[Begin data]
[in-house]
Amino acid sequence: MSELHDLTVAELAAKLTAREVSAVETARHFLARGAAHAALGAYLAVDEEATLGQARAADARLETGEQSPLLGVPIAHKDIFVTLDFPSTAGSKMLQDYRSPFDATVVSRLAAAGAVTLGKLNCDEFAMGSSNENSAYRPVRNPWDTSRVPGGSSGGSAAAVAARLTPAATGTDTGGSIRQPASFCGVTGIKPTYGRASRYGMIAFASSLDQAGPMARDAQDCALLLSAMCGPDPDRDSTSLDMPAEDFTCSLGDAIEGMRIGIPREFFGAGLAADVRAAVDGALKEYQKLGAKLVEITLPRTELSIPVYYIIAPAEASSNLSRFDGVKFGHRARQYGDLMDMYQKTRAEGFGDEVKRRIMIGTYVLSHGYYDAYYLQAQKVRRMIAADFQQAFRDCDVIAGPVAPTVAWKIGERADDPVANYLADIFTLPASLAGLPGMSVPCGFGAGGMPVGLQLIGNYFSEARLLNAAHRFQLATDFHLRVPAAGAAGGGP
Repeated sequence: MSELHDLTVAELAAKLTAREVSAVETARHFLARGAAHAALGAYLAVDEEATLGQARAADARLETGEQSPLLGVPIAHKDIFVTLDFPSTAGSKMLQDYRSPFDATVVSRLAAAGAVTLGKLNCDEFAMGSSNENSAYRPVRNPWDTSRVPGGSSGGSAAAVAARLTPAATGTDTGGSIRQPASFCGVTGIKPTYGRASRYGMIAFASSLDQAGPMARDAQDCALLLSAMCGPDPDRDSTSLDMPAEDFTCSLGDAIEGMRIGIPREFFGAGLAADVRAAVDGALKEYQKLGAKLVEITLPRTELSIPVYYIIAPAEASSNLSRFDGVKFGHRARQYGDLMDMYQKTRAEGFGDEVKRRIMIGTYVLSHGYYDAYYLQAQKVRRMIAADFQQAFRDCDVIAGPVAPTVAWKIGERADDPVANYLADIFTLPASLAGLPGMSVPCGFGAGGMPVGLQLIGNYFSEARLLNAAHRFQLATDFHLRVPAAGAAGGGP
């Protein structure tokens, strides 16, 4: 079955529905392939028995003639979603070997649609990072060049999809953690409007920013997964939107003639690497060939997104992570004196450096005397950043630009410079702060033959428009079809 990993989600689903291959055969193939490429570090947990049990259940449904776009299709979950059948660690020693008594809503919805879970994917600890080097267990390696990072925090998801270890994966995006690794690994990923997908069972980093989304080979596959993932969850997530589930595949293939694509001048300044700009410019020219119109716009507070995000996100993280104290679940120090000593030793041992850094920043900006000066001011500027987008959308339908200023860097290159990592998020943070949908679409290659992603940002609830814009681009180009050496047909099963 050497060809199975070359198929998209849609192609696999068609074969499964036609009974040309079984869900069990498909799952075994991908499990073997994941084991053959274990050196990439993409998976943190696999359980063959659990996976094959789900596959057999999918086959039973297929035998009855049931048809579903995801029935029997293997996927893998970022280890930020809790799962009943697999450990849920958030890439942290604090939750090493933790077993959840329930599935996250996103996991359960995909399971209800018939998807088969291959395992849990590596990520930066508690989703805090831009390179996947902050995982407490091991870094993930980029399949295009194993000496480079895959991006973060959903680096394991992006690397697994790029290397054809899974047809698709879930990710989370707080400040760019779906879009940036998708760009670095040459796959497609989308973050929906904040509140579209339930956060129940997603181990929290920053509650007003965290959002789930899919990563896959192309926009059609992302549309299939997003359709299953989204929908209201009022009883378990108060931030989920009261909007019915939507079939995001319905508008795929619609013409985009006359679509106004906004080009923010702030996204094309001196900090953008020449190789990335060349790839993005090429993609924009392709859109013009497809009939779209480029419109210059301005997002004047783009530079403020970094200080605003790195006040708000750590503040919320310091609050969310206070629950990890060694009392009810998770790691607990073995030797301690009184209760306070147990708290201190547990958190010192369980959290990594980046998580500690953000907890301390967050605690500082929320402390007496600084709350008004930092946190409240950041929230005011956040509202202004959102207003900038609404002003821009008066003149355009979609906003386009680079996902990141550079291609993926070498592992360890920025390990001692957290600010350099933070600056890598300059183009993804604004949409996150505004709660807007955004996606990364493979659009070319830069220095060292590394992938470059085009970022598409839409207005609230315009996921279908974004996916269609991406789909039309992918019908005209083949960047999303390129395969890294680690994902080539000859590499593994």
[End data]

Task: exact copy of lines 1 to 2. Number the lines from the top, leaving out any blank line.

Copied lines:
[in-house]
Amino acid sequence: MSELHDLTVAELAAKLTAREVSAVETARHFLARGAAHAALGAYLAVDEEATLGQARAADARLETGEQSPLLGVPIAHKDIFVTLDFPSTAGSKMLQDYRSPFDATVVSRLAAAGAVTLGKLNCDEFAMGSSNENSAYRPVRNPWDTSRVPGGSSGGSAAAVAARLTPAATGTDTGGSIRQPASFCGVTGIKPTYGRASRYGMIAFASSLDQAGPMARDAQDCALLLSAMCGPDPDRDSTSLDMPAEDFTCSLGDAIEGMRIGIPREFFGAGLAADVRAAVDGALKEYQKLGAKLVEITLPRTELSIPVYYIIAPAEASSNLSRFDGVKFGHRARQYGDLMDMYQKTRAEGFGDEVKRRIMIGTYVLSHGYYDAYYLQAQKVRRMIAADFQQAFRDCDVIAGPVAPTVAWKIGERADDPVANYLADIFTLPASLAGLPGMSVPCGFGAGGMPVGLQLIGNYFSEARLLNAAHRFQLATDFHLRVPAAGAAGGGP